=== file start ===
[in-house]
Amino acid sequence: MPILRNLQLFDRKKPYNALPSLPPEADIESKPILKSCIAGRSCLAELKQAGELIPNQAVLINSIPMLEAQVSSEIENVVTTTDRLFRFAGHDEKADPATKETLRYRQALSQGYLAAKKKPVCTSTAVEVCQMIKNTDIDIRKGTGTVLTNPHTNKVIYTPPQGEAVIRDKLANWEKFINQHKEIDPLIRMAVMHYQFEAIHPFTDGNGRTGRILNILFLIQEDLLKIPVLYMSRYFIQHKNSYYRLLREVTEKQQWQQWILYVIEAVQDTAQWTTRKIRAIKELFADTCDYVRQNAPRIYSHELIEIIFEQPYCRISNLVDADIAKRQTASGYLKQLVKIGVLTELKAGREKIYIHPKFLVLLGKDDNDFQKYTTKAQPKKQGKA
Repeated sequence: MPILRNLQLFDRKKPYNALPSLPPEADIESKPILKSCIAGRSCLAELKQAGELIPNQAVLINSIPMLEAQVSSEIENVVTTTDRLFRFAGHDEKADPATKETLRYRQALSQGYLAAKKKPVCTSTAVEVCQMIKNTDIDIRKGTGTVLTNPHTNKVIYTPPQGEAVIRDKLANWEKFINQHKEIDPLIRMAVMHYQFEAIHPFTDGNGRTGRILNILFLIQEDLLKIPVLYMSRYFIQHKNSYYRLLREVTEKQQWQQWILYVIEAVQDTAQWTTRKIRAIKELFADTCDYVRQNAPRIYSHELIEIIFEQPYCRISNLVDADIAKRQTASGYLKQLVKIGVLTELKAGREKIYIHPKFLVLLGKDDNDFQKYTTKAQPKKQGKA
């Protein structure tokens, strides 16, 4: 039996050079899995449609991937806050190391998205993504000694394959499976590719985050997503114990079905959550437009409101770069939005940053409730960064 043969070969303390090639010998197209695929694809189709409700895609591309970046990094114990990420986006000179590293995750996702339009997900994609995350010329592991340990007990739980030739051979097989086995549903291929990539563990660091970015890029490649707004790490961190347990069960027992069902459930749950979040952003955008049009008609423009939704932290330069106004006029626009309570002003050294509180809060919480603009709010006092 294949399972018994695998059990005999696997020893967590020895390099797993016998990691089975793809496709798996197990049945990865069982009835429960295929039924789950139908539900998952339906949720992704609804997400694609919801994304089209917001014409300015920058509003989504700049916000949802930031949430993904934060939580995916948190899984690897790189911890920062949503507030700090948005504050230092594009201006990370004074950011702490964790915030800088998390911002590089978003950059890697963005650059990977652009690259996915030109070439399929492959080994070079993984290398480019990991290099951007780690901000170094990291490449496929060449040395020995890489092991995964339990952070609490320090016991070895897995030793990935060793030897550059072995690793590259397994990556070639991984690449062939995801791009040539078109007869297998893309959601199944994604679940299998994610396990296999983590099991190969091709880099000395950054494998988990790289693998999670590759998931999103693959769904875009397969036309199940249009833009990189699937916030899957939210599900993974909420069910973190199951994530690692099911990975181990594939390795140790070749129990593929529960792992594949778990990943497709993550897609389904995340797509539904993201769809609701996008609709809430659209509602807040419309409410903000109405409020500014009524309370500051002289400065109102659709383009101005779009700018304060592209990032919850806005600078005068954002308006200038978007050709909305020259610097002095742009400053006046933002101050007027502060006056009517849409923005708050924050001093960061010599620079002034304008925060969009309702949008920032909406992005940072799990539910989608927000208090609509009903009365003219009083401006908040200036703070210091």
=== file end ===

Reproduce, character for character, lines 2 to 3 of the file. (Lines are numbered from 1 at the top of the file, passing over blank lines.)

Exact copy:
Amino acid sequence: MPILRNLQLFDRKKPYNALPSLPPEADIESKPILKSCIAGRSCLAELKQAGELIPNQAVLINSIPMLEAQVSSEIENVVTTTDRLFRFAGHDEKADPATKETLRYRQALSQGYLAAKKKPVCTSTAVEVCQMIKNTDIDIRKGTGTVLTNPHTNKVIYTPPQGEAVIRDKLANWEKFINQHKEIDPLIRMAVMHYQFEAIHPFTDGNGRTGRILNILFLIQEDLLKIPVLYMSRYFIQHKNSYYRLLREVTEKQQWQQWILYVIEAVQDTAQWTTRKIRAIKELFADTCDYVRQNAPRIYSHELIEIIFEQPYCRISNLVDADIAKRQTASGYLKQLVKIGVLTELKAGREKIYIHPKFLVLLGKDDNDFQKYTTKAQPKKQGKA
Repeated sequence: MPILRNLQLFDRKKPYNALPSLPPEADIESKPILKSCIAGRSCLAELKQAGELIPNQAVLINSIPMLEAQVSSEIENVVTTTDRLFRFAGHDEKADPATKETLRYRQALSQGYLAAKKKPVCTSTAVEVCQMIKNTDIDIRKGTGTVLTNPHTNKVIYTPPQGEAVIRDKLANWEKFINQHKEIDPLIRMAVMHYQFEAIHPFTDGNGRTGRILNILFLIQEDLLKIPVLYMSRYFIQHKNSYYRLLREVTEKQQWQQWILYVIEAVQDTAQWTTRKIRAIKELFADTCDYVRQNAPRIYSHELIEIIFEQPYCRISNLVDADIAKRQTASGYLKQLVKIGVLTELKAGREKIYIHPKFLVLLGKDDNDFQKYTTKAQPKKQGKA